“Yes, and there are other slaves who’ll be doing this same thing shortly, too,” responded David.
“Not if I make an example of these two,” Jonas growled, sending a heated glance in the direction of the shed.
At that moment drumming hoof beats were heard in the direction of the road, and seconds later two riders came thundering around the corner of the mansion. The Hart men and Web Steele recognized Reed Exley, slave overseer of the neighboring John Ruffin plantation, and one of the Ruffin slaves, a handsome young man named Mandrake.
David Hart mumbled, “The last person we need here right now is Exley.”
Web agreed. As with most people in the Richmond area, he harbored a deep dislike for Exley, who was married to wealthy John Ruffin’s oldest daughter, Elizabeth. Web was engaged to Ruffin’s next-oldest daughter, Abby. While courting her for the past year-anda-half, he had gotten to know Exley quite well…much to his sorrow.
At thirty-one, Reed Exley was three years older than Web. He was short, stocky, blond, and somewhat good-looking; he was also self-centered, greedy, and unprincipled. He had a mean, hair-trigger temper, shifty, ice-blue eyes, and a perpetual cocky smirk. His vile soul was exposed further by his vicious and cruel treatment of the Ruffin slaves. It was because of this treatment that Steele expected an all-out slave rebellion. There had been a few runaways in the past several months, but so far, no actual uprising.
It was Exley’s job to oversee the slaves and to handle the buying and selling of them. Web, who had the same job on his father’s plantation, was kind and compassionate with his slaves. His observation of Exley’s merciless, inhuman handling of the Ruffin slaves had led him to discuss it on one occasion with Abby’s widower father, but it had done no good. John Ruffin had a blind spot when it came to his son-in-law, and because Exley had never abused the slaves before his eyes, he refused to believe it ever happened. Even when Abby and her younger sister, Lynne, told their father of seeing Exley mistreat the slaves, he would not believe it.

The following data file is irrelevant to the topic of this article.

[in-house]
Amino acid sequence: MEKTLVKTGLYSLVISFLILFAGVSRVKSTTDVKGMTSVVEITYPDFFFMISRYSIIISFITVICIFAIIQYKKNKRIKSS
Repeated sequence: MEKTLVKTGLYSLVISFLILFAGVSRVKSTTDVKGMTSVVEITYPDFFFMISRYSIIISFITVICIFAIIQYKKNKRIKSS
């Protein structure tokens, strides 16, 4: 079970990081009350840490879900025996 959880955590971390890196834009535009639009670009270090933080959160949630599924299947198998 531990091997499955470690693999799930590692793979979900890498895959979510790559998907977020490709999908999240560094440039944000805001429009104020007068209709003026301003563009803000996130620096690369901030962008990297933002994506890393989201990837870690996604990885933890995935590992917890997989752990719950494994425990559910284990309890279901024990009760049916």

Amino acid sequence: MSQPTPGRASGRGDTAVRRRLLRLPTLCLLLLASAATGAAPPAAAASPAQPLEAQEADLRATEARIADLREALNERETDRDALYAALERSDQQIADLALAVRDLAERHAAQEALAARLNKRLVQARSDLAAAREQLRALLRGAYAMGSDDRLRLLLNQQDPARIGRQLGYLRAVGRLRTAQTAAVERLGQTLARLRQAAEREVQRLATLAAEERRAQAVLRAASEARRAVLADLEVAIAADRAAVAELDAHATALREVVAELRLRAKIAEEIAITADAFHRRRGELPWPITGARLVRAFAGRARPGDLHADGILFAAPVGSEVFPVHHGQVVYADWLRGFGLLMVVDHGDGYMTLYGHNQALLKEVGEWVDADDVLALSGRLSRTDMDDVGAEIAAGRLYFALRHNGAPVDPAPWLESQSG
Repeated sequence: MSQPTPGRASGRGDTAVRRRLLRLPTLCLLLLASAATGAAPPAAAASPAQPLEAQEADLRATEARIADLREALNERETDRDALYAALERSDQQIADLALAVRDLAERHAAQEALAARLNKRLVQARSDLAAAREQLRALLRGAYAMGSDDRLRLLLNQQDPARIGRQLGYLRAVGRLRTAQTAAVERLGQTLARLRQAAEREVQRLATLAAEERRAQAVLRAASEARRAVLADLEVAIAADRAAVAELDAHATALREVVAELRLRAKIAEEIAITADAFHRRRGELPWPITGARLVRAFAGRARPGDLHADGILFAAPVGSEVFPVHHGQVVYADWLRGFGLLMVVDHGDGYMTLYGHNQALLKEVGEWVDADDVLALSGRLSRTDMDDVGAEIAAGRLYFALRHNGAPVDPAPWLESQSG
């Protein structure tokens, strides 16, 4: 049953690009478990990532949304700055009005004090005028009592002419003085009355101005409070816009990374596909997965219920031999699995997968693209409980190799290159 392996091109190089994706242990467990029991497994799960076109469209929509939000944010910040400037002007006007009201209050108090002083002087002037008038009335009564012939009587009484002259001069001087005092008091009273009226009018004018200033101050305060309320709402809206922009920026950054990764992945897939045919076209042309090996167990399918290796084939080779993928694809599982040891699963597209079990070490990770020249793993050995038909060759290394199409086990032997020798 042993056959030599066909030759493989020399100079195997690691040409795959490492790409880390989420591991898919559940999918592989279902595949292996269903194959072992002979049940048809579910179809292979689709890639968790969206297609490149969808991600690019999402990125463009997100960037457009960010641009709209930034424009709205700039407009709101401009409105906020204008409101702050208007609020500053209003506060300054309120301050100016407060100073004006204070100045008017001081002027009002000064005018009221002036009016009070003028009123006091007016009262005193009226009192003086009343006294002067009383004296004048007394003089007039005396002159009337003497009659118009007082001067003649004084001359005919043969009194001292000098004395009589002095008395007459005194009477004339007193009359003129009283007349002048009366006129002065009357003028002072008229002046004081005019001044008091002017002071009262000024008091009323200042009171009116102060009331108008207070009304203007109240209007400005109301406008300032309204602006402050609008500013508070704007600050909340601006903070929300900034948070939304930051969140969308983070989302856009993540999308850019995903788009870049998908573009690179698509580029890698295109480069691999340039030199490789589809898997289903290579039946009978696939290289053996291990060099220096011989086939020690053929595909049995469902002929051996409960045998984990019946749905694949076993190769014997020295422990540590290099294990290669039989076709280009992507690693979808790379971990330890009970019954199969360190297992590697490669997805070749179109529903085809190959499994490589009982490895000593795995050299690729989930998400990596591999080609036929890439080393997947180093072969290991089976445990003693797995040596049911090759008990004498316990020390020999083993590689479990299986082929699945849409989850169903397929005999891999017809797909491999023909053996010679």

Daniel Hart, who was courting Lynne Ruffin, also disliked Reed Exley. When he saw Exley and Mandrake ride up, he noticed that Exley was wearing a sidearm.
“Better get your head down, Reed!” called Jonas. “We’ve got a couple of slaves with their noses out of joint, and they’ve been doing some shooting.”
Exley and Mandrake ran in and hunkered down. “Yeah, I heard it,” said Reed. “I decided to come and see if I could help.” As he spoke, he drew his gun, then looked at Jonas’s bleeding shoulder. “You shot bad?”
“No.Mabel can fix me up once this is over.”
“So what’s going on?” queried Exley.
Jonas gave Exley a brief explanation, naming the two black men who were holding his daughter and son hostage.
Looking around at the others, Exley saw that the only weapon in the bunch was the revolver in Jonas’s hand. “Well, why don’t we get some more guns and rush ‘em?”
“Web’s about to try talking them out,” said Jonas.
Exley gave Web a cold stare. “Talk?” he spat incredulously. “These beasts don’t understand talk!” Then to Jonas, “They both have guns?”
“Where’d they get ’em?”
“I have no idea.”
“I say let’s lay our hands on some more guns and rush ’em.”
“That’s a good way to get Darrel and Melissa killed,” Web said. “Dexter and Orman are desperate. Put your gun away, Reed, and let me handle this.”
“Massa Jonas!” came Dexter’s strained voice. “What’s goin’ on? Why’s Reed Exley here?”
“He just came because he heard the shooting,” Steele answered for Jonas.
“Yeah? Then why’d he bring that black man with him?”
Web knew Mandrake well. He smiled at him, then turned to Exley and said, “That’s a good question. Why did you bring Mandrake along?”
A wicked grin spread over Exley’s face as he set his icy eyes on Mandrake. In that brief moment, Steele saw a subtle and fleeting manifestation of the man’s cruelty. Reed held his hard gaze on Mandrake and replied, “Simple, Webster. When I heard the shots, I figured it could be something like this. Mandrake, here, has shown a little too much starch to suit me. The other slaves sort of look to him as their leader. I suppose it’s because he’s young, full of fire, and has all those muscles. Anyway, I made him come along so if some of Jonas’s beasts were gonna get disciplined for startin’ trouble, he could see first-hand what happens to black boys who revolt against their white masters.”
Trepidation showed on Mandrake’s dark features. Daring not to look Reed Exley in the eye, he drew in a long, gravelly breath, passed a glance at Steele, and looked at the ground.
Suddenly a shot was heard inside the shed. Melissa Hart screamed. A harsh voice blared, “Nobody’s hurt, Massa Jonas! I jus’ shot through the roof! But Orman and I are tired of waitin’ for you to let us go. We want those horses now! If’n we don’t get ‘em, somebody in dis shed is goin’ to get hurt…an’ it ain’t me or Orman!”